On the Path towards Economic Success: The Impact of Citi Foundation's Pathways to Progress through the eyes of Tracey
By Rosemary Byrnes, Senior Program Officer, U.S. Youth Economic Opportunities, Citi Foundation October 27, 2014 09:05 AM
In March 2014, the Citi Foundation launched Pathways to Progress, a three-year, $50 million national commitment seeking to catalyze the economic progress of 100,000 low-income urban youth, ages 16-24, across ten of the largest U.S. cities: Boston, Chicago, Dallas, Los Angeles, Miami, New York City, Newark, St. Louis, San Francisco and Washington, D.C.
The single largest commitment by the Foundation to date, Pathways to Progress is designed to provide youth with the skills and opportunities needed to succeed in the 21st century economy within four key paths: Entrepreneurship, Civic Leadership & Service, Mentorship and Summer Jobs. The initiative contributes to Citi's broader mission of enabling progress in the cities where we do business and complements the work of our Citi for Cities initiative. Pathways to Progress is reaching more than 22,000 young people in its first year alone. In addition, over the past six months, more than 160 Citi employees have devoted their time and talent in support of the initiative.
But there's no better way to explore the early success of Pathways than through the eyes of the participants. Below we share the third story from Tracey.
Tracey Bonsu - New York City
Tracey Bonsu is one of more than 4,000 young people to benefit from Pathways to Progress' mentoring initiative. As a participant in iMentor's mentoring program, her story is a testament to the power of mentoring in supporting young people as they transition from high school to college and helping these youth persist in their academic and career pursuits. In May 2014, the Citi Foundation announced a $1 million commitment to help iMentor increase its mentoring matches to 20,000 pairs such as Tracey and her volunteer mentor Patricia Voight from Citi, replicating their example of an enduring college success partnership. This is Tracey and Patricia's story.
In the first-floor cafeteria of her Bronx high school, iMentor student Tracey met her mentor, Patricia for the first time. It was the fall of 2011, and Tracey, along with the rest of her 11th-grade classmates, had been matched with a volunteer mentor as part of iMentor's 3-Year College Transition program. Although the pair had already exchanged a few emails over the iMentor platform, the day had arrived for their first in-person meeting.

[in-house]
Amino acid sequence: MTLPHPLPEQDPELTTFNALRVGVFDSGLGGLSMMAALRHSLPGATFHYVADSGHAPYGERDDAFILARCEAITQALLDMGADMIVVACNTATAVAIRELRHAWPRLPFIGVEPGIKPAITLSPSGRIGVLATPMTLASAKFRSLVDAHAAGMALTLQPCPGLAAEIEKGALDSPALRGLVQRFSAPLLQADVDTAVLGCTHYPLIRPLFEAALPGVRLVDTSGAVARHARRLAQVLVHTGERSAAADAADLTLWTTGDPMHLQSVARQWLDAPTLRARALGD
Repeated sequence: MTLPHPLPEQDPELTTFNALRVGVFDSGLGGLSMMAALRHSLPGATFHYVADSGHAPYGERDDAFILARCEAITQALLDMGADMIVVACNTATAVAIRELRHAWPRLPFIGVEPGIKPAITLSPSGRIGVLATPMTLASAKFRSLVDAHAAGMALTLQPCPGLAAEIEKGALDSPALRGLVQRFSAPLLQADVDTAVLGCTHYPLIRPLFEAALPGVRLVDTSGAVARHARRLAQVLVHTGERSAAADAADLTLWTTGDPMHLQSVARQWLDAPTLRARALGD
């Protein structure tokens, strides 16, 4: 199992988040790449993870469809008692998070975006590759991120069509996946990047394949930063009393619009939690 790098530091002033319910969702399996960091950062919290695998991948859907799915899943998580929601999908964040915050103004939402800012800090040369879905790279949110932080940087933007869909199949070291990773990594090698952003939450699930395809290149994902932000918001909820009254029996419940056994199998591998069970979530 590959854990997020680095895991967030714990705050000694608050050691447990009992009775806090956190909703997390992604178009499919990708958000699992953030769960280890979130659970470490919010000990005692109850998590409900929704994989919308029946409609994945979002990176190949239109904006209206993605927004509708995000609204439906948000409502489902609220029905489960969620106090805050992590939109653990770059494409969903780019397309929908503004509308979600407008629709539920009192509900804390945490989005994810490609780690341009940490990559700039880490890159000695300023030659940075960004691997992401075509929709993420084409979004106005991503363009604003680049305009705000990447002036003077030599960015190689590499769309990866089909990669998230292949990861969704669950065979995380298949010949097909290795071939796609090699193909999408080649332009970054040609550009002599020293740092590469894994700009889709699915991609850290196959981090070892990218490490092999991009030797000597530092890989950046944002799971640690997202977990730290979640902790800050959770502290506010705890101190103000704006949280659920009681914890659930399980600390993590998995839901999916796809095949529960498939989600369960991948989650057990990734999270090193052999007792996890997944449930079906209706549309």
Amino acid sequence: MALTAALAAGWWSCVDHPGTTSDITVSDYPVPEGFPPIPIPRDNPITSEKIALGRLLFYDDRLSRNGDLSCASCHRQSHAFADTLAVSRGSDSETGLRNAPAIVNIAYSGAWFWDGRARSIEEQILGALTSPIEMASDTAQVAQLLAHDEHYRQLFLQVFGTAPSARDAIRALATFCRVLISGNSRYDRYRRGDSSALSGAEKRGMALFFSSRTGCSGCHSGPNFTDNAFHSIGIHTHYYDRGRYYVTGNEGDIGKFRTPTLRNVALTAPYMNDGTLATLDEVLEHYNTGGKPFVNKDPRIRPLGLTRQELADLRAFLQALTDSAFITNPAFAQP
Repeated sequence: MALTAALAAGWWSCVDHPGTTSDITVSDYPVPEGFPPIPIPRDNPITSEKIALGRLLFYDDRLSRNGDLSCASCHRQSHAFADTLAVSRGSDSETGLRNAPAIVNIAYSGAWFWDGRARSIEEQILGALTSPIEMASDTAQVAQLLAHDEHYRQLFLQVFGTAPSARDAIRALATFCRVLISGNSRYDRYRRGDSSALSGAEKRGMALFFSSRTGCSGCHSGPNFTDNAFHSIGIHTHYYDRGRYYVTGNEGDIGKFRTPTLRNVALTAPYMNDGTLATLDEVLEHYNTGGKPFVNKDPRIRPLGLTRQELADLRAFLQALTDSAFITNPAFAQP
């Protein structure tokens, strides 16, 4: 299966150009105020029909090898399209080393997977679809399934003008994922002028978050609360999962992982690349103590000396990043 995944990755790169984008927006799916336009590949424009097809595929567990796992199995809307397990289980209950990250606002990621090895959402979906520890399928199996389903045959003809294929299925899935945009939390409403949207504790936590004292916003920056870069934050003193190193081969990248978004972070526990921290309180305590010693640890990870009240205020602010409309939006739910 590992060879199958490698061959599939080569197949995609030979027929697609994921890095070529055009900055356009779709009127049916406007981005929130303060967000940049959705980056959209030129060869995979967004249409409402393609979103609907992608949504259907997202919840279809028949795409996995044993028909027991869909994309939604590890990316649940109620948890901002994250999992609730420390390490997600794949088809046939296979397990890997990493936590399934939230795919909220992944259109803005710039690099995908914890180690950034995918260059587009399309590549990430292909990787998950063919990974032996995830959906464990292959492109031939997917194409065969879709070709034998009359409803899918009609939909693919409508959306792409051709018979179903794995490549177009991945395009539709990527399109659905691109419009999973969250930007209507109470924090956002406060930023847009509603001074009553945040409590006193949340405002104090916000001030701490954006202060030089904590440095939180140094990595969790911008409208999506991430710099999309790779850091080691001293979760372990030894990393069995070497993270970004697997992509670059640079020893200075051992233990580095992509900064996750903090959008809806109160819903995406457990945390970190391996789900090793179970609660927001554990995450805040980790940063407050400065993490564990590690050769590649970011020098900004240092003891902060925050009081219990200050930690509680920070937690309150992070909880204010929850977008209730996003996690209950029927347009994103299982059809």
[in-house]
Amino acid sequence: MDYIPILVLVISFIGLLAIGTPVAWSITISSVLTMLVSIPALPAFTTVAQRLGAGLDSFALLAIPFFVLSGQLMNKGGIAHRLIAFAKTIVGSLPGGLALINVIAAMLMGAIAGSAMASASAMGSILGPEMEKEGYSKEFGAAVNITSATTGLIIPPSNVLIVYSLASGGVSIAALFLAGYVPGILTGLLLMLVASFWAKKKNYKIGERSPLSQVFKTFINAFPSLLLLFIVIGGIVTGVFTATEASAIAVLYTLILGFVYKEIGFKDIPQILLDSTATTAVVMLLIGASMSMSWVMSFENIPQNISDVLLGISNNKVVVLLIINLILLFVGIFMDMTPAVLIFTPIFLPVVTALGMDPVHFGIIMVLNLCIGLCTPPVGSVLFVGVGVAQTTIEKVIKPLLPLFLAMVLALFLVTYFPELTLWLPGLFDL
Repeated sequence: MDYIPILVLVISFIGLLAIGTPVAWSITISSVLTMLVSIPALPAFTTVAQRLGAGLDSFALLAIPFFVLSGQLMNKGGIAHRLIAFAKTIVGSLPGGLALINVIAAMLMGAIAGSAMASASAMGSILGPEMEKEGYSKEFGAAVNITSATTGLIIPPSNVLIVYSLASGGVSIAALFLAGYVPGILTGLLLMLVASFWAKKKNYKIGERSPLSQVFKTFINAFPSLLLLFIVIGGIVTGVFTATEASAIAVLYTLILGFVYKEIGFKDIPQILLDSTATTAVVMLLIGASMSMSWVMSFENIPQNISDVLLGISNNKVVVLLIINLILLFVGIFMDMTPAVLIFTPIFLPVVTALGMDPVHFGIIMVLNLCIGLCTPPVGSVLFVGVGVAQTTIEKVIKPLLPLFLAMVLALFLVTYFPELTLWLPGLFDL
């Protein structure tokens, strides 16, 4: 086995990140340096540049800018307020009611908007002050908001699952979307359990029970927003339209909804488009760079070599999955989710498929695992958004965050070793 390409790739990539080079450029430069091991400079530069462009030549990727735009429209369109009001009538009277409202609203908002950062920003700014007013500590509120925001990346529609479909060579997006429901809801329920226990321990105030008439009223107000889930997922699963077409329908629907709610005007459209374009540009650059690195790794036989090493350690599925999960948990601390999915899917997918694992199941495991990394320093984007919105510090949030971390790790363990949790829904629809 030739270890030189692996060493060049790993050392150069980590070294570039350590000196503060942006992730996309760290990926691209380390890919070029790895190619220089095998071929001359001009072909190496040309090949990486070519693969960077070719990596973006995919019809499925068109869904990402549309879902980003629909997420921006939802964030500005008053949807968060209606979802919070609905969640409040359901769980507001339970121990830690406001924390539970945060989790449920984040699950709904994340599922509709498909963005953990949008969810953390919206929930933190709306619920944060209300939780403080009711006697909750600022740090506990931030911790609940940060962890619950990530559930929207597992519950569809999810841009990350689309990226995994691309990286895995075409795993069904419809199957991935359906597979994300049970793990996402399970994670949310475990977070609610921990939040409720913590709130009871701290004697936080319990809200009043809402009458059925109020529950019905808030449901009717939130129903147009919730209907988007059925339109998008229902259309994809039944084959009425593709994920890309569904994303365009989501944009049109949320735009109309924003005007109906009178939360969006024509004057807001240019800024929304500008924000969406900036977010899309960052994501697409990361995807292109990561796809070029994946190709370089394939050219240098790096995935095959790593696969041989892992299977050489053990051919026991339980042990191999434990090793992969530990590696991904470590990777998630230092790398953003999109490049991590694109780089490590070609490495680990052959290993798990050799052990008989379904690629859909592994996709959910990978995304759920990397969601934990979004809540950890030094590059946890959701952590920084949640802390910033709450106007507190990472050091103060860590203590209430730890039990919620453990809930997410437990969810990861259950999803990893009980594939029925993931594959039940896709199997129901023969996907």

During their first months getting acquainted, Patricia quickly learned that Tracey was a driven and busy student - spending her time juggling academics, joining extracurricular activities, and taking care of her younger siblings. Patricia also learned that Tracey was razor-focused on becoming a doctor, and she wanted to help her mentee realize her dream.
The pair worked on ways to keep Tracey's grades up and ensure that she was well-equipped with summer enrichment opportunities that would give her real-world experience. The only challenge was that each summer Tracey traveled to Ghana, where her parents lived before moving to the United States.
With Patricia's help, however, Tracey found a unique opportunity to volunteer at a hospital in Ghana during the summer before her senior year of high school. There, Tracey provided patients with necessary medical supplies, and her passion to become a doctor grew exponentially. The volunteer opportunity provided Tracey with a glimpse of the amazing work she could accomplish.
In the spring of 2012, Tracey was accepted to college and Patricia made it a priority to connect her with a family member who worked at a hospital in Brooklyn. Patricia also provided much-needed emotional support when Tracey found herself facing financial constraints around paying for college and transferred to a public university that provided her with a better financial aid package.
Now, Tracey is in her sophomore year and taking full advantage of the resources available at school. She's living on her own, managing her own finances, and learning how to be independent. Like so many iMentor pairs, Patricia and Tracey opted to extend their match through college completion. They text often, and whenever Tracey is back in the city, the two catch up over dinner. "Tracey is a very positive person, and even though she has challenges, she works hard for everything," Patricia says.